MILLENNIALS NEED MEDITATION, NOT MEDICINE, FOR STRESS RELIEF AND HAPPINESS

I was recently single, and feeling a bit depressed. The first time I remember my friend telling me about meditation, I thought to myself, “What planet does this person come from?” I was convinced he had drunk the woo-woo kool-aid. A few weeks later, he tried telling me about it again and explained it a little further, and I thought he was even more crazy than the first time! Knowing my stubbornness (and the fact that I needed a boost of excitement), a few months later he finally said to me, “You know Pete, there are a lot of cute girls that meditate. And it’s a great way to meet people!” I quickly replied, “I’ll give it a shot.”

Millennials (and the upcoming Generation Z) are always looking for a quick fix to their problems, both mental and physical. They want instant happiness (usually in the form of Facebook likes, dating app matches, or Instagram story views. And sometimes pills). However, this short-sightedness can lead to serious mental health issues concerning self-image, anxiety, and depression. In my experience, meditation can act as a natural medicine to help resolve some of these issues and clear a path to finding true happiness.

Meditation is about breathing. Not clearing your mind.

I had a lot of misperceptions about meditation. As I sat on the cushion for my first guided class, I thought to myself, “Am I supposed to be transformed to a magical place, secretly locked inside the deepest part of my brain?” (Yes I know, ridiculous.) What I quickly discovered is that the act of “meditating” is not about clearing your mind; it’s actually the practice of returning to your breath when you find your mind naturally wandering. This exercise in self-awareness enables you to observe your thoughts “like passing clouds in the sky,” without getting too emotionally sucked into them. It allows you to observe your feelings from a safe distance and teaches you how to respond in less emotionally-reactive ways. Meditation, similar to medicine, empowers you with feelings of self-control and calms your body’s natural response system. Who knew breathing could be so powerful?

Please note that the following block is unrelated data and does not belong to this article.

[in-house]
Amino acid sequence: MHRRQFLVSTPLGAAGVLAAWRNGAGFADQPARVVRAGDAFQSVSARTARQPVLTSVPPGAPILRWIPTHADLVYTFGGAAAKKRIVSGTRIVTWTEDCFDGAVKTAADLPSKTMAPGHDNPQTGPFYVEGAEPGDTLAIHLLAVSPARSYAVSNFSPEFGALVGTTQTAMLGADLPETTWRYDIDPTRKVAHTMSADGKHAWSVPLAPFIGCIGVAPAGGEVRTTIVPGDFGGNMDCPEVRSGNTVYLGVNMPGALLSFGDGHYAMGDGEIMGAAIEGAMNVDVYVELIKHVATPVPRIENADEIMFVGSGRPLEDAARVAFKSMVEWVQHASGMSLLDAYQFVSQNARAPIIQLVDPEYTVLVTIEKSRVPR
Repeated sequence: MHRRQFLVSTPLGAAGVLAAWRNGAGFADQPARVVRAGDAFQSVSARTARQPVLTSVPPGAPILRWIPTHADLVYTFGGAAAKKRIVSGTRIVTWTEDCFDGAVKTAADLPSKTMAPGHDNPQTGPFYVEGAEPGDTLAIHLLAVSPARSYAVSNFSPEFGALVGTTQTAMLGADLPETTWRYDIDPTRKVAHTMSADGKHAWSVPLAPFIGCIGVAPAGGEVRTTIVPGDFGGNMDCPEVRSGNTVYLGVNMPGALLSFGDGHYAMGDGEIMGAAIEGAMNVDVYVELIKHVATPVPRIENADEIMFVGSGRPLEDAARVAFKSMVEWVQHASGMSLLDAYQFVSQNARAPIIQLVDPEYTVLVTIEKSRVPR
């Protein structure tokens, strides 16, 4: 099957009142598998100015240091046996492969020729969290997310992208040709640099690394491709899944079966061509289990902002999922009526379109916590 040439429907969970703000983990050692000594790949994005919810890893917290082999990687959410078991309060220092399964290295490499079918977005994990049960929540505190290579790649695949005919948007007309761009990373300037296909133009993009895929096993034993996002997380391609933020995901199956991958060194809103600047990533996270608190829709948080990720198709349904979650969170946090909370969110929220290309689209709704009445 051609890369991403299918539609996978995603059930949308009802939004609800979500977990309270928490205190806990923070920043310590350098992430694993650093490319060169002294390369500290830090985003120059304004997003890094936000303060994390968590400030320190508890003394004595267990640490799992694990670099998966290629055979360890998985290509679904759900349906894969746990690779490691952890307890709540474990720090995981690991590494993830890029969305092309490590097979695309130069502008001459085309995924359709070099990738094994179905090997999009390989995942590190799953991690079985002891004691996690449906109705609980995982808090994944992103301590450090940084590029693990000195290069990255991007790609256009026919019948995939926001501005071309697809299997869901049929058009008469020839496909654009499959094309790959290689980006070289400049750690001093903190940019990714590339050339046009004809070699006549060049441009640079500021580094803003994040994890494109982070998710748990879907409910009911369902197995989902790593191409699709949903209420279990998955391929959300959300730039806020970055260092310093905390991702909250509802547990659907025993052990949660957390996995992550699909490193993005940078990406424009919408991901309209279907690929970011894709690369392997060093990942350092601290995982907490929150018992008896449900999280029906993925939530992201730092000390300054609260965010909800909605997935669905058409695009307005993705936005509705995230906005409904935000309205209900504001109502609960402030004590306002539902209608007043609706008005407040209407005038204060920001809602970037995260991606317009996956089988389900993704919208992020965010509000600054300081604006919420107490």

Meditation allows you to connect with other humans in a much deeper, meaningful way.

I used to be so naïve and arrogant, thinking I knew everything (some might still accuse me of this, although I’ve come a long way). It’s true, Millennials tend to be know-it-alls. But the practice of meditation creates mindfulness. What is mindfulness, exactly? Mindfulness is the ability to be fully present and hyper-aware of the current moment––not planning or worrying about future events. It gives you this special ability to have a conversation with someone and be actively engaged––to listen, without concurrently thinking about your response. It’s a very powerful tool which others will appreciate because you don’t appear to have an “agenda.” You can genuinely care about what this other person is experiencing without any bias or negative judgement. This kind of interaction allows humans to develop a faster level of trust and open communication without feeling “guarded.” It’s amazing what you can learn from other humans when you simply listen.

Meditation creates happiness by seeking from within.

I know, it seems like a pretty “out there” statement. But let’s think about this and not be so quick to judge. I used to be very hard on myself and others. In fact, Millennials tend to be very judgmental. We’re constantly bombarded by visual stimuli via social media, and it’s easy to get manipulated into comparing yourself to others. Personally, I have worked a lot on self-care and self-love over the last few years. Meditation helps you feel grounded. It forces you to take ten (or more) minutes out of your day, pause, and really think about your feelings. I am often surprised by thoughts that seem to rise from out of nowhere to the top of my consciousness. By practicing meditation,  you will naturally become more secure in your beliefs and values over time; you will learn that you don’t need others’ approval to be comfortable in your own skin. You will develop a healthy, strong sense of self. This is the secret key to happiness. Not how many likes or views you have.

Believe me, I was just as skeptical as anyone else before I tried my first meditation experience. And I’m not suggesting that it’s the only way to find happiness. But as scientific research and my personal experience have shown, there are alternatives to medicine which can create sustainable, lifelong change.

Peter Darrow